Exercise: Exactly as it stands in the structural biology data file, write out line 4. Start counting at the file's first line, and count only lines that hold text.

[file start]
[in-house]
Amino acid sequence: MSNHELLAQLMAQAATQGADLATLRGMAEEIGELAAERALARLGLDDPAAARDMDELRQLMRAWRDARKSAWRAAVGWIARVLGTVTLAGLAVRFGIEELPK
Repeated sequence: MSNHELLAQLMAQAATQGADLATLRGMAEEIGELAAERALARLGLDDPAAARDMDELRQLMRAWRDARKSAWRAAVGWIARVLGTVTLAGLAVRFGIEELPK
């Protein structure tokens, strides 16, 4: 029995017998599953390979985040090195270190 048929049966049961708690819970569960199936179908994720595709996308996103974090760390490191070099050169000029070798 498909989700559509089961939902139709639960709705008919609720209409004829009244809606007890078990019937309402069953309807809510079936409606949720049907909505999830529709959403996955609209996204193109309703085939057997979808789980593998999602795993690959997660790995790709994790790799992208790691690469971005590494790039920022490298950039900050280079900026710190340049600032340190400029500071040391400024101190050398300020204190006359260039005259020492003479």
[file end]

């Protein structure tokens, strides 16, 4: 029995017998599953390979985040090195270190 048929049966049961708690819970569960199936179908994720595709996308996103974090760390490191070099050169000029070798 498909989700559509089961939902139709639960709705008919609720209409004829009244809606007890078990019937309402069953309807809510079936409606949720049907909505999830529709959403996955609209996204193109309703085939057997979808789980593998999602795993690959997660790995790709994790790799992208790691690469971005590494790039920022490298950039900050280079900026710190340049600032340190400029500071040391400024101190050398300020204190006359260039005259020492003479």